The breathless little light flickered, dancing shadows on the cold slate. Wallpaper peeling at the edges appeared to lurch and lunge at the iridescent glow; but it flitted beyond reach, toying with the jaded grey. She leaned in closer, the candle’s reflection wriggling restlessly under her intense scrutiny. The smallest lick of air seemed to catch it off-guard, at one moment calm the next frantic. Mesmerizing to watch. Justice is... The thought provoked a ruminant scowl; is it a flame? It wanes with the changing of the winds. It commands attention with tyrannical strength whilst caressing softly, loving tenderly. It is the heat of the moment and a burst, a flash, ash and cinders alight... Justice is a splintered kaleidoscope of ideas; so how can one settle on a single train of thought? It exists as several notions that stem from a myriad of feelings: it is at once ethnocentric and all embracing. It can be tracked by the genealogy of morals and yet we still face the age-old conundrum: who decides on the definition of Justice and how it should be implemented? It is an ethic so widely recognised, a concept so consistent in the edifices of society; it is anchored in the minds of all beholders and, when rooted, holds stoic within the raging sea. Aristotle claimed that Justice consists in what is lawful and fair, with fairness involving equitable distributions and the correction of what is inequitable. Yet how can you distribute fairness? If ‘goodness’ is just and ‘badness’ is unjust then is the synonym of Justice ‘moral’ and Injustice ‘evil’? But how do we know what decision is good? The white tip of the burning spark slid softly out of focus as the girl’s line of sight lifted to take in the glowing scene beyond. Buzzing with the hum of a thousand flickering wicks the dark room sang a sputtering tune. And amidst its choral service the flames, triggered by the movement of the girl’s robes, jaggedly darted in every direction to match the crackling of the beats. The girl had been taught to understand that each light represented a vision of Justice. The multitude of wax sticks waning never ceased and it was her job to keep the room alive,feeding the fading fires with the source of their companions. Recently, however, she’d been straining – taut to crack. Dark shades of sleep deprivation painted her face a mottled, technicolour sheen and her fingers stung, blistered and callused with newly formed burns. Across the room candles wilted and shrunk. Instead of helping the nearby gasping wisps the surrounding flames shied away in aversion. A complex relationship between communal and personal ethics was forming. These aren’t idle machinations: they are the workings of a world drifting away from universal Justice towards the individual and self-righteous. Justice is just is... But all rivers come from mountains reflected the girl. The origin of Justice must derive from a single source! An expectation, a promised reward, an unequivocal wish. This promise, this non-event, eternally heralds the individual towards reward or punishment: benevolence or resentment, indignation or concern, ardent optimism or extreme anxiety. Whilst the source remains singular, there is no one emotion that is the essence of Justice. But predilections that are hard-wired in our brains sway our moral judgement. Ponder the following thought experiment proposed by moral philosophers: Case 1: You are the conductor of a train that’s out of your control; it’s hurtling towards five men working on the track. As you speed towards this tragedy, you realise you can divert the train down a second track, which only has one man working on it. The choice is yours. What do you do? Case 2: Suppose you aren’t the train conductor but are standing on a cliff watching the train careen toward the five people. Next to you is a man whose sheer bulk could stop the oncoming disaster. If you shove him so that he falls on the track the train will kill him but in the process you’d save five lives. What do you do? Did your emotions heighten when presented the latter of two cases?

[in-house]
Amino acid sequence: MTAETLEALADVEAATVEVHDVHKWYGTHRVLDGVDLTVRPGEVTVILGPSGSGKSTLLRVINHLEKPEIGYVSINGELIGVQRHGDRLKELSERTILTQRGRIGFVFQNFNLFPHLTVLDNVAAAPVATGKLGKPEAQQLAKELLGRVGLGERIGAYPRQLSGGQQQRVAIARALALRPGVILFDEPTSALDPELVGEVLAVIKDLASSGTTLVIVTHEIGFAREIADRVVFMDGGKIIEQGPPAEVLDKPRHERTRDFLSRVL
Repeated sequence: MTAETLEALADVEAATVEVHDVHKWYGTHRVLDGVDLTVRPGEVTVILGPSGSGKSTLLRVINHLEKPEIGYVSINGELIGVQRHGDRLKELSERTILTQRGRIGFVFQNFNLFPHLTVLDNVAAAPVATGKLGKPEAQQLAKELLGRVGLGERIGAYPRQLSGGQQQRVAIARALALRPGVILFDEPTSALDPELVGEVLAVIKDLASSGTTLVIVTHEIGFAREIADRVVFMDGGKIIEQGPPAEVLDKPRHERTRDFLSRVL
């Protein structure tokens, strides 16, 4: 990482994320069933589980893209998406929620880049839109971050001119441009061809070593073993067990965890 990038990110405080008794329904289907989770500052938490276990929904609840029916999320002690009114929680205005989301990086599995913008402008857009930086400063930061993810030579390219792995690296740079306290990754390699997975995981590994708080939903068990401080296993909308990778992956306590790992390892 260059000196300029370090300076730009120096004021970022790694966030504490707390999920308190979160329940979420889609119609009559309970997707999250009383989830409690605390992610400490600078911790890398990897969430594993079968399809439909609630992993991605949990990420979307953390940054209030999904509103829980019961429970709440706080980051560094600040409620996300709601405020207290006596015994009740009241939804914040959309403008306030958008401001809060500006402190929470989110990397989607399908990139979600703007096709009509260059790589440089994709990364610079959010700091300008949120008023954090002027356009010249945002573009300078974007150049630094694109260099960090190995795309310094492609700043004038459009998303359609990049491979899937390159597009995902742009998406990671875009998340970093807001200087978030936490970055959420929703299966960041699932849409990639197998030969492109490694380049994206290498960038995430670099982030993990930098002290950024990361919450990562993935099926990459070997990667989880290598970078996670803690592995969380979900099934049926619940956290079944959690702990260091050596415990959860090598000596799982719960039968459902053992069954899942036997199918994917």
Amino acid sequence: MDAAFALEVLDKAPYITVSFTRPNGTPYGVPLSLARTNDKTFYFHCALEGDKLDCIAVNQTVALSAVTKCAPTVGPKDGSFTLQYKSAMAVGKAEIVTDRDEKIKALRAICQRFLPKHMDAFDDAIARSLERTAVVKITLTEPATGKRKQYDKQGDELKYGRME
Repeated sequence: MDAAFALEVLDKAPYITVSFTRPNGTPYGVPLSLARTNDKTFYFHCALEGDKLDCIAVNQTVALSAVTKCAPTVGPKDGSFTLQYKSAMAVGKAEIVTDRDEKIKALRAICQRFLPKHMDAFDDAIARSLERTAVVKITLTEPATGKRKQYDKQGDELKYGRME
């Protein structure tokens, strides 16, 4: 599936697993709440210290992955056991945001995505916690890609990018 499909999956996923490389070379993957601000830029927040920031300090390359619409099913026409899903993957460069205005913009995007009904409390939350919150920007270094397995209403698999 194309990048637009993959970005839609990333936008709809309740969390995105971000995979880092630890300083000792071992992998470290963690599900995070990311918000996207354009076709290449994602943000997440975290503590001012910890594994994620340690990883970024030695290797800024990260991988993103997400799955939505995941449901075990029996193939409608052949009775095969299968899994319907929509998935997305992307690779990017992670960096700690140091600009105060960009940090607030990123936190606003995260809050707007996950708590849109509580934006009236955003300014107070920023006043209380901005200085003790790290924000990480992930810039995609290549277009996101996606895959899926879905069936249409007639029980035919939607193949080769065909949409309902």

We rely on our biological dispositions to help us deal with the pressing demands of ethical decision-making